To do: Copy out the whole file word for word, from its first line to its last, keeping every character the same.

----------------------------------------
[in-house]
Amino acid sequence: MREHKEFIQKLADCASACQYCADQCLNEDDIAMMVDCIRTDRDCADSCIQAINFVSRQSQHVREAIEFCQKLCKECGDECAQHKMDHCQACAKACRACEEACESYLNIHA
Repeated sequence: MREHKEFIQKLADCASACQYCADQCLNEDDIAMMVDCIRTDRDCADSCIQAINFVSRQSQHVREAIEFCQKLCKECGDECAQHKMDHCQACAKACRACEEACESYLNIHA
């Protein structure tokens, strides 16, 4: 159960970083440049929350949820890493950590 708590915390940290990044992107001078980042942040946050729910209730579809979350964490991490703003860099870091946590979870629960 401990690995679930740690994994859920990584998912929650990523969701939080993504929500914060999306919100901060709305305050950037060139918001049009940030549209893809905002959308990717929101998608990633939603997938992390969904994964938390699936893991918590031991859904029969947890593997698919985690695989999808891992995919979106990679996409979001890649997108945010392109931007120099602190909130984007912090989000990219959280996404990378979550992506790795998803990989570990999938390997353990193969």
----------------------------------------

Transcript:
[in-house]
Amino acid sequence: MREHKEFIQKLADCASACQYCADQCLNEDDIAMMVDCIRTDRDCADSCIQAINFVSRQSQHVREAIEFCQKLCKECGDECAQHKMDHCQACAKACRACEEACESYLNIHA
Repeated sequence: MREHKEFIQKLADCASACQYCADQCLNEDDIAMMVDCIRTDRDCADSCIQAINFVSRQSQHVREAIEFCQKLCKECGDECAQHKMDHCQACAKACRACEEACESYLNIHA
């Protein structure tokens, strides 16, 4: 159960970083440049929350949820890493950590 708590915390940290990044992107001078980042942040946050729910209730579809979350964490991490703003860099870091946590979870629960 401990690995679930740690994994859920990584998912929650990523969701939080993504929500914060999306919100901060709305305050950037060139918001049009940030549209893809905002959308990717929101998608990633939603997938992390969904994964938390699936893991918590031991859904029969947890593997698919985690695989999808891992995919979106990679996409979001890649997108945010392109931007120099602190909130984007912090989000990219959280996404990378979550992506790795998803990989570990999938390997353990193969």